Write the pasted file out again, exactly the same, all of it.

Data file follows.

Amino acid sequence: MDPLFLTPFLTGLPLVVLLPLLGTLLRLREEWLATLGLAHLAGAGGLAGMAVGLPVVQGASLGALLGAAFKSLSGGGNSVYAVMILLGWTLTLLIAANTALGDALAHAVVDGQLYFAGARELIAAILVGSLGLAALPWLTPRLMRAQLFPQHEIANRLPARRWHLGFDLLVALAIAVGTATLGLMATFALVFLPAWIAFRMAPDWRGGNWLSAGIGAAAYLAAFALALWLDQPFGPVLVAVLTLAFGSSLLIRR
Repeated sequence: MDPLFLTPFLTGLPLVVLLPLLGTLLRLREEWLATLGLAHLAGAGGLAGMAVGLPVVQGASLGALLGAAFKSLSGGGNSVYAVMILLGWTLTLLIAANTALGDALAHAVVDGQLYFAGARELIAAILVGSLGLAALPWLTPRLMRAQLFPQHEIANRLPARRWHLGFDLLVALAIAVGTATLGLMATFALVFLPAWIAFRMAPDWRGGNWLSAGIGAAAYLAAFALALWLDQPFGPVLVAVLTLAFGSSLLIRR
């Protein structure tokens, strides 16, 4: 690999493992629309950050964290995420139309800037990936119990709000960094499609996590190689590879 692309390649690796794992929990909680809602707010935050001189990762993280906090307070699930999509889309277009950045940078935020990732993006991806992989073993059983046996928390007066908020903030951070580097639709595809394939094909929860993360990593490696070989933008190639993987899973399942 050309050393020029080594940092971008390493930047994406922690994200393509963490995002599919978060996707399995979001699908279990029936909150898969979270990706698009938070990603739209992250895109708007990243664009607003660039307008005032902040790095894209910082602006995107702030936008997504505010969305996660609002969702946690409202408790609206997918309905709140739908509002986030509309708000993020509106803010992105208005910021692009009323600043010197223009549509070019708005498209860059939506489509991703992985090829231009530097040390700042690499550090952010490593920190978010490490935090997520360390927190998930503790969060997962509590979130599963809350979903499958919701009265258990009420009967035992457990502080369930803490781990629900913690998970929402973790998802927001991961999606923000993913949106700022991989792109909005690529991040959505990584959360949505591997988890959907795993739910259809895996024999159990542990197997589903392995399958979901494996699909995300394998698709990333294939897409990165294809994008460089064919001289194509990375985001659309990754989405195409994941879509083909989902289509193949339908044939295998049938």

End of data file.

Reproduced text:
Amino acid sequence: MDPLFLTPFLTGLPLVVLLPLLGTLLRLREEWLATLGLAHLAGAGGLAGMAVGLPVVQGASLGALLGAAFKSLSGGGNSVYAVMILLGWTLTLLIAANTALGDALAHAVVDGQLYFAGARELIAAILVGSLGLAALPWLTPRLMRAQLFPQHEIANRLPARRWHLGFDLLVALAIAVGTATLGLMATFALVFLPAWIAFRMAPDWRGGNWLSAGIGAAAYLAAFALALWLDQPFGPVLVAVLTLAFGSSLLIRR
Repeated sequence: MDPLFLTPFLTGLPLVVLLPLLGTLLRLREEWLATLGLAHLAGAGGLAGMAVGLPVVQGASLGALLGAAFKSLSGGGNSVYAVMILLGWTLTLLIAANTALGDALAHAVVDGQLYFAGARELIAAILVGSLGLAALPWLTPRLMRAQLFPQHEIANRLPARRWHLGFDLLVALAIAVGTATLGLMATFALVFLPAWIAFRMAPDWRGGNWLSAGIGAAAYLAAFALALWLDQPFGPVLVAVLTLAFGSSLLIRR
């Protein structure tokens, strides 16, 4: 690999493992629309950050964290995420139309800037990936119990709000960094499609996590190689590879 692309390649690796794992929990909680809602707010935050001189990762993280906090307070699930999509889309277009950045940078935020990732993006991806992989073993059983046996928390007066908020903030951070580097639709595809394939094909929860993360990593490696070989933008190639993987899973399942 050309050393020029080594940092971008390493930047994406922690994200393509963490995002599919978060996707399995979001699908279990029936909150898969979270990706698009938070990603739209992250895109708007990243664009607003660039307008005032902040790095894209910082602006995107702030936008997504505010969305996660609002969702946690409202408790609206997918309905709140739908509002986030509309708000993020509106803010992105208005910021692009009323600043010197223009549509070019708005498209860059939506489509991703992985090829231009530097040390700042690499550090952010490593920190978010490490935090997520360390927190998930503790969060997962509590979130599963809350979903499958919701009265258990009420009967035992457990502080369930803490781990629900913690998970929402973790998802927001991961999606923000993913949106700022991989792109909005690529991040959505990584959360949505591997988890959907795993739910259809895996024999159990542990197997589903392995399958979901494996699909995300394998698709990333294939897409990165294809994008460089064919001289194509990375985001659309990754989405195409994941879509083909989902289509193949339908044939295998049938």